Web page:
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Following the SARS-CoV-2 Omicron variant spread, the use of unsupervised antigenic rapid diagnostic tests (self-tests) increased.


This study aimed to measure self-test uptake and factors associated with self-testing.


In this cross-sectional study from 20 January to 2 May 2022, the case series from a case–control study on factors associated with SARS-CoV-2 infection were used to analyse self-testing habits in France. A multivariable quasi-Poisson regression was used to explore the variables associated with self-testing among symptomatic cases who were not contacts of another infected individual. The control series from the same study was used as a proxy for the self-test background rate in the non-infected population of France.


During the study period, 179,165 cases who tested positive through supervised tests were recruited. Of these, 64.7% had performed a self-test in the 3 days preceding this supervised test, of which 79,038 (68.2%) were positive. The most frequently reported reason for self-testing was the presence of symptoms (64.6%). Among symptomatic cases who were not aware of being contacts of another case, self-testing was positively associated with being female, higher education, household size, being a teacher and negatively associated with older age, not French by birth, healthcare-related work and immunosuppression. Among the control series, 12% self-tested during the 8 days preceding questionnaire filling, with temporal heterogeneity.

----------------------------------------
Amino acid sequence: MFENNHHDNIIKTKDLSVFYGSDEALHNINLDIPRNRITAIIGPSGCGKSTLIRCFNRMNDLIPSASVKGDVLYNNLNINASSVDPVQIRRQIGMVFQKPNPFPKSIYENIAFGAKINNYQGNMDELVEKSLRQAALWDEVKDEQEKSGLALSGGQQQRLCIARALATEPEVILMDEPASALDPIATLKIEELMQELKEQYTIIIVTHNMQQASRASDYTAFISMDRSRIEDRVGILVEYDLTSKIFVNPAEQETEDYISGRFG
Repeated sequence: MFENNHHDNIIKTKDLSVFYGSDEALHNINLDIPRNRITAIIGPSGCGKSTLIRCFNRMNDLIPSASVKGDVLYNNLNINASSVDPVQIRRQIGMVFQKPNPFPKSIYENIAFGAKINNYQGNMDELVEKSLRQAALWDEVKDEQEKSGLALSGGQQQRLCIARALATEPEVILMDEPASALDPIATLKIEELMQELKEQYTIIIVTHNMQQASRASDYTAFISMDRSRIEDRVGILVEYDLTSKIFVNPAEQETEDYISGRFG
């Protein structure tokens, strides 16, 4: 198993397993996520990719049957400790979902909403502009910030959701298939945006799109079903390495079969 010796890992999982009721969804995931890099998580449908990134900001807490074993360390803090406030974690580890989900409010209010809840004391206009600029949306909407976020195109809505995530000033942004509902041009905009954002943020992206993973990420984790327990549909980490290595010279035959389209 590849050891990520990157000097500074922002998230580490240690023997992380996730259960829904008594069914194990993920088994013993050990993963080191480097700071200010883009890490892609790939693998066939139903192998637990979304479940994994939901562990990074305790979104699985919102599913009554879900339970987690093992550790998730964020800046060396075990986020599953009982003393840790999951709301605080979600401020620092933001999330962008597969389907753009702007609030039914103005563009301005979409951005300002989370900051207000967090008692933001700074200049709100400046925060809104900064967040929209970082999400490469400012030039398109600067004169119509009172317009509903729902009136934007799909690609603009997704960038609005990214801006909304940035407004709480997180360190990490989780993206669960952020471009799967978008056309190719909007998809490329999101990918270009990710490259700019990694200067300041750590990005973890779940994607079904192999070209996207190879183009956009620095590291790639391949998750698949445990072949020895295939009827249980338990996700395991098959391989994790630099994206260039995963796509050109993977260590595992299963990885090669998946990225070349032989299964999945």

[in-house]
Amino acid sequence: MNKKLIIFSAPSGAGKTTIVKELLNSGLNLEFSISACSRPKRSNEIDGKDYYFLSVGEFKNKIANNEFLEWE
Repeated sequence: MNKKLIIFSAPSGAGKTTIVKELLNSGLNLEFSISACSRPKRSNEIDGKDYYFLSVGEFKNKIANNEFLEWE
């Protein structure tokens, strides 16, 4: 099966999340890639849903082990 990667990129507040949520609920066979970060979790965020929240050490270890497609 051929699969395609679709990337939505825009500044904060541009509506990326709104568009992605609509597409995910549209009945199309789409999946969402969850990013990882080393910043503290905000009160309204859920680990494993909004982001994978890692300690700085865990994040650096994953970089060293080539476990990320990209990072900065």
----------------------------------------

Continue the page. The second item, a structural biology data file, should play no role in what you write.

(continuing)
The analysis showed high self-test uptake in France with some inequalities which must be addressed through education and facilitated access (cost and availability) for making it a more efficient epidemic control tool.


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